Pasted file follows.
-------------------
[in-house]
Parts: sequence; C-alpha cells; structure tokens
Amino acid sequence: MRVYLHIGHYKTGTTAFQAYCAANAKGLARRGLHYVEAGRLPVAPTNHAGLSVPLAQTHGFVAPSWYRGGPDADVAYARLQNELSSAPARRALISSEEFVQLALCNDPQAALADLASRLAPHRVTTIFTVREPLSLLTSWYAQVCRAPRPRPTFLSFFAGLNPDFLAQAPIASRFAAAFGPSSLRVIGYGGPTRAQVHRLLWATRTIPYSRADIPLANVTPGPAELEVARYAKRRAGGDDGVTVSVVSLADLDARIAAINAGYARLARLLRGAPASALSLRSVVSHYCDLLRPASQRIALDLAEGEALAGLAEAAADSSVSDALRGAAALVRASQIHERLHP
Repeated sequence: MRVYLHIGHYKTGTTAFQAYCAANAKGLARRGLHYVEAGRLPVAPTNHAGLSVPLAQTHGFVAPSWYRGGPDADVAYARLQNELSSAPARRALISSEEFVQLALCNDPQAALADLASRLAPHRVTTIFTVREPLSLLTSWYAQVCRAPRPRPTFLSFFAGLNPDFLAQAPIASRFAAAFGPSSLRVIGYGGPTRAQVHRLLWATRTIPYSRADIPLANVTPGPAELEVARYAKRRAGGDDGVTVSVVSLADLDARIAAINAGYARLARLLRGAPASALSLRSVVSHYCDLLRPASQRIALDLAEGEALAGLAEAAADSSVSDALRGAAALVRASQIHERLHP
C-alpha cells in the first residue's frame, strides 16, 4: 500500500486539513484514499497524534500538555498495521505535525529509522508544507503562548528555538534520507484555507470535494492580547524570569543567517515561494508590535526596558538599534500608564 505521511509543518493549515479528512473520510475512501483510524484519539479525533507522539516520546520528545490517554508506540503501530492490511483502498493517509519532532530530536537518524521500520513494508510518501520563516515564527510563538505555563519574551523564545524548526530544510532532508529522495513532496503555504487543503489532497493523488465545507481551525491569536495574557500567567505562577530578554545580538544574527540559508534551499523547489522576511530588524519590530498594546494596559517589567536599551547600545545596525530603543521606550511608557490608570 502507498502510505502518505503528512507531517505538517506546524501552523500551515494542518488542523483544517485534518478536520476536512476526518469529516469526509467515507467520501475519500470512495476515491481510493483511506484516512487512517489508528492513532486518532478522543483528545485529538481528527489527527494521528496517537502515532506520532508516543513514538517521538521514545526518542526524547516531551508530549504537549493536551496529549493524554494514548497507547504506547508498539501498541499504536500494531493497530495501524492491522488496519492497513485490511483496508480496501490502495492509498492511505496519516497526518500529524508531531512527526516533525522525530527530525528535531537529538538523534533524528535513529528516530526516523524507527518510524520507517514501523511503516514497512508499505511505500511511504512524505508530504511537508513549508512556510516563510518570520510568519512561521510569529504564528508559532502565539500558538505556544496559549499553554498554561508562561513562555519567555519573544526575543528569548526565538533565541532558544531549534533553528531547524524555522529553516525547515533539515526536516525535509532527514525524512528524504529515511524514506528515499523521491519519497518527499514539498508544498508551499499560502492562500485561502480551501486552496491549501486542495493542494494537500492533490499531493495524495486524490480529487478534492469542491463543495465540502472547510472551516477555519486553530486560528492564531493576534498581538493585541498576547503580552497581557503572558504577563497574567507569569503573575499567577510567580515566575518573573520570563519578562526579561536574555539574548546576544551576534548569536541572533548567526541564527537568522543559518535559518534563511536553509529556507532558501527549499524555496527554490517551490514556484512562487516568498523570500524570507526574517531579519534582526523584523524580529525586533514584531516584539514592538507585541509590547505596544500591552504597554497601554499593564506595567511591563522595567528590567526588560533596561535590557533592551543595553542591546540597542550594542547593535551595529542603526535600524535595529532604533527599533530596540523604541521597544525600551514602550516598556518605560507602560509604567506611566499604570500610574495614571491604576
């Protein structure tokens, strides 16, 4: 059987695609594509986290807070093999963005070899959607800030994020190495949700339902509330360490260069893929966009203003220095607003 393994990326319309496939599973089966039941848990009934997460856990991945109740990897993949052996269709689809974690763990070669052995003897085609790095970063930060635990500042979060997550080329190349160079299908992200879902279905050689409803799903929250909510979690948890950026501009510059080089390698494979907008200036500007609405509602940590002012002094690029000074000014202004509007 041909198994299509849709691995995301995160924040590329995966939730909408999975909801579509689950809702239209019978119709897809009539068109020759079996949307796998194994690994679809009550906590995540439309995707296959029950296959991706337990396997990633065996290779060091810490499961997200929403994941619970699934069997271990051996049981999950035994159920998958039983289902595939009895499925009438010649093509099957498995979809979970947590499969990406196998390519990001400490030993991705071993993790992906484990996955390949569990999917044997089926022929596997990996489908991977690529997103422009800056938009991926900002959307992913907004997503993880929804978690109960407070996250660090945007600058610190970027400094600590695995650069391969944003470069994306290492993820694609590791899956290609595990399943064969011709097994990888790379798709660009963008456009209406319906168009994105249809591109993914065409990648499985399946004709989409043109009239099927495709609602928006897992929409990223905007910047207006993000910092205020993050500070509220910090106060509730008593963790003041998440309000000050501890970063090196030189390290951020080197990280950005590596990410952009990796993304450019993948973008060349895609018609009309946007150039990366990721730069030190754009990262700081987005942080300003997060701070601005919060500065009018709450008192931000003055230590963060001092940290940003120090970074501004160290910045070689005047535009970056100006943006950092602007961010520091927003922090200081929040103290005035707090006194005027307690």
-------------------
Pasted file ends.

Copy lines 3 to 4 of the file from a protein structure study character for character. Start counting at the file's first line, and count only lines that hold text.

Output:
Amino acid sequence: MRVYLHIGHYKTGTTAFQAYCAANAKGLARRGLHYVEAGRLPVAPTNHAGLSVPLAQTHGFVAPSWYRGGPDADVAYARLQNELSSAPARRALISSEEFVQLALCNDPQAALADLASRLAPHRVTTIFTVREPLSLLTSWYAQVCRAPRPRPTFLSFFAGLNPDFLAQAPIASRFAAAFGPSSLRVIGYGGPTRAQVHRLLWATRTIPYSRADIPLANVTPGPAELEVARYAKRRAGGDDGVTVSVVSLADLDARIAAINAGYARLARLLRGAPASALSLRSVVSHYCDLLRPASQRIALDLAEGEALAGLAEAAADSSVSDALRGAAALVRASQIHERLHP
Repeated sequence: MRVYLHIGHYKTGTTAFQAYCAANAKGLARRGLHYVEAGRLPVAPTNHAGLSVPLAQTHGFVAPSWYRGGPDADVAYARLQNELSSAPARRALISSEEFVQLALCNDPQAALADLASRLAPHRVTTIFTVREPLSLLTSWYAQVCRAPRPRPTFLSFFAGLNPDFLAQAPIASRFAAAFGPSSLRVIGYGGPTRAQVHRLLWATRTIPYSRADIPLANVTPGPAELEVARYAKRRAGGDDGVTVSVVSLADLDARIAAINAGYARLARLLRGAPASALSLRSVVSHYCDLLRPASQRIALDLAEGEALAGLAEAAADSSVSDALRGAAALVRASQIHERLHP